Saturday, 24 March 2012

Saltbush Lamb

I'm not very gourmet savvy, and when we were at the Orange Grove Organic market today picking up our usual favourites (saffron and squid ink pasta, and pork and black pudding sausages), hubby said we should get some saltbush lamb.  I have no idea what that was, I thought it was just the name of the company or farm it came from, but it turns out that saltbush lamb is something unique to Australia.

What's so good about Old Man Saltbush? This is a native plant supplying lambs with a rich source of minerals and nutrients not readily available from other plants. It is a deep rooted perennial that assists with sustainable land management as it helps to prevent salinity.  It is hardy to the outback and requires very little water to grow, so needs no irrigation or watering.  Lambs grazed on Old Man Saltbush require no drenching which means they are much healthier animals.  Old Man Saltbush is environmentally sustainable as it allows a diverse array of native wildlife to co-exists with the lambs.

Lambs grazed on Saltbush have full flavoured, juicy and tender with an enduring after taste.  The CSIRO even did some research - you can read it here.

So how was the lamb we bought today?  It was YUM.  It was meatier and quite tender.  It didn't smell as much as normal lamb does.  But it may because it was marinaded already.  But I think I'm sold on this Saltbush lamb stuff.

Friday, 23 March 2012

Another Irish Joke

An Englishman, a Scotsman, and an Irishman are all to give speeches to the Deaf Society. All are keen to make an impression on their audience.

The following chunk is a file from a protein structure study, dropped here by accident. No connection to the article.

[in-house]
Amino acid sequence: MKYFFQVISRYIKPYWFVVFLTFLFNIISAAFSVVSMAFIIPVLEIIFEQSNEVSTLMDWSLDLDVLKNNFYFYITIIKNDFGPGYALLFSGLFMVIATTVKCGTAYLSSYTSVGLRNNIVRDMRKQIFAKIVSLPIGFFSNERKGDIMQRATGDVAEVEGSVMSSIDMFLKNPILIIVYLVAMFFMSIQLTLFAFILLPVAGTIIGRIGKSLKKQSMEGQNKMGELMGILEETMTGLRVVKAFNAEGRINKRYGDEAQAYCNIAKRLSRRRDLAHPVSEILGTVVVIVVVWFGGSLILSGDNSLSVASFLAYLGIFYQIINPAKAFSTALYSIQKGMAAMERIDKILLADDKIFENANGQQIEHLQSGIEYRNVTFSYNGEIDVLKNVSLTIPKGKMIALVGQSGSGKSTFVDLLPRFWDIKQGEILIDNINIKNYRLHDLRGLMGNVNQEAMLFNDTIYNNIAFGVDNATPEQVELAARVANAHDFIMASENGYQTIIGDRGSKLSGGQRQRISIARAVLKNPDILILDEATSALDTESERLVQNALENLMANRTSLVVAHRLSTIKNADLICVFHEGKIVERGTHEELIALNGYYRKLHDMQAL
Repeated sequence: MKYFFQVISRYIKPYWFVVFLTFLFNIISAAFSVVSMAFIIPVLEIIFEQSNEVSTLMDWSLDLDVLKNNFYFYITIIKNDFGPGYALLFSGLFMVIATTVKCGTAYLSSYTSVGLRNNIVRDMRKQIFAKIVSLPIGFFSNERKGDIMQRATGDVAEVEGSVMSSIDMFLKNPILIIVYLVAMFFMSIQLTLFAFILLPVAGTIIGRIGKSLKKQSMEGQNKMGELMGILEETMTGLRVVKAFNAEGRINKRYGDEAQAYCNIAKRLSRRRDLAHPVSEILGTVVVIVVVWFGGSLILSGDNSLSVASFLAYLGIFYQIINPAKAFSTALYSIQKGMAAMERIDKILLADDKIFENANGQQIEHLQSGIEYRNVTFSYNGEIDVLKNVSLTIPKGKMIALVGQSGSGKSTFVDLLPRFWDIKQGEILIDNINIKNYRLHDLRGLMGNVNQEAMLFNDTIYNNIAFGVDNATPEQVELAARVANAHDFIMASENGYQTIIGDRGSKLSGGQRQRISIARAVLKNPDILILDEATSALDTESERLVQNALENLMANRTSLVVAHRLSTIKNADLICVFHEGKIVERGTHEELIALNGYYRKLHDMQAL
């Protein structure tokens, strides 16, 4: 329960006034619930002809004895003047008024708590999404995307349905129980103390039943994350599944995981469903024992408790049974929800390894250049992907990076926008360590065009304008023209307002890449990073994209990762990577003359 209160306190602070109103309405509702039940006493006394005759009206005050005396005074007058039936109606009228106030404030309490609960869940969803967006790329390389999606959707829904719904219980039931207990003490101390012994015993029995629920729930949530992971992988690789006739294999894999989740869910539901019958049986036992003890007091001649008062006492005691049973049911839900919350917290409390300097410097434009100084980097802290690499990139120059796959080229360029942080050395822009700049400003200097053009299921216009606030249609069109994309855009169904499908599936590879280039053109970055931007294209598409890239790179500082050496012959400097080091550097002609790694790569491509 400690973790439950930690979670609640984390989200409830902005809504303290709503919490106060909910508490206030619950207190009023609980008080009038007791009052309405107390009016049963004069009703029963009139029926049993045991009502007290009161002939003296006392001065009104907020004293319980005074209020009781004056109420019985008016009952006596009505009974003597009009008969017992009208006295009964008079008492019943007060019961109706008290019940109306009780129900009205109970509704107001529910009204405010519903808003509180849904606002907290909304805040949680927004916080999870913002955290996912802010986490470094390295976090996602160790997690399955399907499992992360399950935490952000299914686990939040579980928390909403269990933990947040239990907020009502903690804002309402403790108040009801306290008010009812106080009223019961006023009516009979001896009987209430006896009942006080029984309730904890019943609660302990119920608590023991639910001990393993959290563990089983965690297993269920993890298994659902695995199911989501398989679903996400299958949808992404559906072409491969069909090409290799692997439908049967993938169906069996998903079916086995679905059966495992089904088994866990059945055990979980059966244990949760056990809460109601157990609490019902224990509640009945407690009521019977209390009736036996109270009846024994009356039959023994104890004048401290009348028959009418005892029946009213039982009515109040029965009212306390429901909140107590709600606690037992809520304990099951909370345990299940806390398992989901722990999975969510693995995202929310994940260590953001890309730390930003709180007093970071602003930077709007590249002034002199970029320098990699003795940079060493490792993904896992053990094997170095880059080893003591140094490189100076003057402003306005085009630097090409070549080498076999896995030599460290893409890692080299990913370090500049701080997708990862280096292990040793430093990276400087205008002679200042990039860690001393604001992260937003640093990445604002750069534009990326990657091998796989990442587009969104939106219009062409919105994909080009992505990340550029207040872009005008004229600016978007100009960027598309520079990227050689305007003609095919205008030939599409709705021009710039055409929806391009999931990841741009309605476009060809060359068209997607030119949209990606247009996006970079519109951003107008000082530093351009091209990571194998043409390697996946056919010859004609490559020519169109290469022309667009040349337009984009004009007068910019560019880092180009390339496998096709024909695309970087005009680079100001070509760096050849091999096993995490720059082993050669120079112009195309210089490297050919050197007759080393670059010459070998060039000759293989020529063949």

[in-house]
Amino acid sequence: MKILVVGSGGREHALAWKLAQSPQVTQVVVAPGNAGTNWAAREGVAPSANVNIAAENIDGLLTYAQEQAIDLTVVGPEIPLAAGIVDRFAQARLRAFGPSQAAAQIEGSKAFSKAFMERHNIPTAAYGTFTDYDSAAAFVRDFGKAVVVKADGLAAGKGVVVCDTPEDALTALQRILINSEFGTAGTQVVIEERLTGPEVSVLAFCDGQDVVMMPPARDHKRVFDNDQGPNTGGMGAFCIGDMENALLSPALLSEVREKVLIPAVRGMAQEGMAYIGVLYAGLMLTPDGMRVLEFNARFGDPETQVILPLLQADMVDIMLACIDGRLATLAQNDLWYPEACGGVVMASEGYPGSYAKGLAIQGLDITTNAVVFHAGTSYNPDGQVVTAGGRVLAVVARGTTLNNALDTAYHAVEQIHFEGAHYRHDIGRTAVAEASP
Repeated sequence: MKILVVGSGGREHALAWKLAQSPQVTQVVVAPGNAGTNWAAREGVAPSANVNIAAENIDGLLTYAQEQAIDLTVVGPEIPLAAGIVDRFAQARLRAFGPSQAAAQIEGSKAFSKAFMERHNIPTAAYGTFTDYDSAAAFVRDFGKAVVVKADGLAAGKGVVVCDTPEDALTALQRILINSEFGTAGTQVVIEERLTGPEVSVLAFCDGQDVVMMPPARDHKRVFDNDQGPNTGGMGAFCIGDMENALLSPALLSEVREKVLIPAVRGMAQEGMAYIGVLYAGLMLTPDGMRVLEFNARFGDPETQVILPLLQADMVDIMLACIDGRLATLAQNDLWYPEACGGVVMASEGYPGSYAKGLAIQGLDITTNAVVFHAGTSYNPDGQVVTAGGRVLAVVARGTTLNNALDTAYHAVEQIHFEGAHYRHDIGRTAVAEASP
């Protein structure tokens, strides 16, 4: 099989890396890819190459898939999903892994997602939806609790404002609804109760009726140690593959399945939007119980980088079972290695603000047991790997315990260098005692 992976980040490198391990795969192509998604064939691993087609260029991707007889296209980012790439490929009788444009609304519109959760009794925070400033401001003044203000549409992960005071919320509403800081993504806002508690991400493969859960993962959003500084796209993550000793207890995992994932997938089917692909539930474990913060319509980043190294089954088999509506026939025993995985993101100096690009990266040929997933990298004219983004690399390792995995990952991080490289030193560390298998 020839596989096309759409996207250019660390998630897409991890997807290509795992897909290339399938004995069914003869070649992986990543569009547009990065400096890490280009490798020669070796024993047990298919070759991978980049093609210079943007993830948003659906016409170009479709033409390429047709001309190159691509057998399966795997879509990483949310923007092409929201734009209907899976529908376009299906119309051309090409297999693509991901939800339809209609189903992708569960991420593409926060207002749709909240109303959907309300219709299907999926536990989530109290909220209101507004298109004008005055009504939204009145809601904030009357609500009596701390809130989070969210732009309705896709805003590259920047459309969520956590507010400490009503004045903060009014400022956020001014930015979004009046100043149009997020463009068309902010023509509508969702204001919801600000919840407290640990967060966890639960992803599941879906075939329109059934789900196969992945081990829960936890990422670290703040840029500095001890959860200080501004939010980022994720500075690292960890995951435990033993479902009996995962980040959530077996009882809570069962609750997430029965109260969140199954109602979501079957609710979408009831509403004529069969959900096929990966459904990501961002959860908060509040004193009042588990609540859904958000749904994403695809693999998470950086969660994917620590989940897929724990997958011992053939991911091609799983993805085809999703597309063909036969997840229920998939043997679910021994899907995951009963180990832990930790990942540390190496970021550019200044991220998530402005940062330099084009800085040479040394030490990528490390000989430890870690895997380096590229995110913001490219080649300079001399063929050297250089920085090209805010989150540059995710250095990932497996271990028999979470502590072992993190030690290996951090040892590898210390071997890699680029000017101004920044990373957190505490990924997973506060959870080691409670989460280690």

The Englishman goes first and to the surprise of his colleagues starts by rubbing first his chest and then his groin. When he finishes the Scotsman and Irishman ask him what he was doing.

“Well,” he explained “By rubbing my chest I indicated breasts meaning Ladies and by rubbing my groin I indicated balls and meant Gentlemen. So my speech started Ladies and Gentlemen”.

On his way up to the podium the Scotsman thought to himself I’ll go one better than that English bastard and started his speech by making an antler symbol with his fingers above his head before also rubbing his chest and his groin.

When he finished his colleagues asked what he was doing. “Well,” he explained “By imitating antlers and then rubbing my chest and groin I was starting my speech by saying Dear Ladies and Gentlemen.”

On his way up to the podium the Irishman thought to himself I’ll go one further than those mainland bastards and started his speech by making an antler symbol above his head, rubbing his chest, and then his groin, and then masturbating furiously.

When he finished his colleagues asked him what he was doing. “Well” he explained,” by imitating antlers, rubbing my chest and then my groin and then masturbating I was starting my speech by saying – Dear Ladies and Gentlemen, it gives me great pleasure…….”

Wednesday, 7 March 2012

Childhood doesn't wait

I was sitting on a bench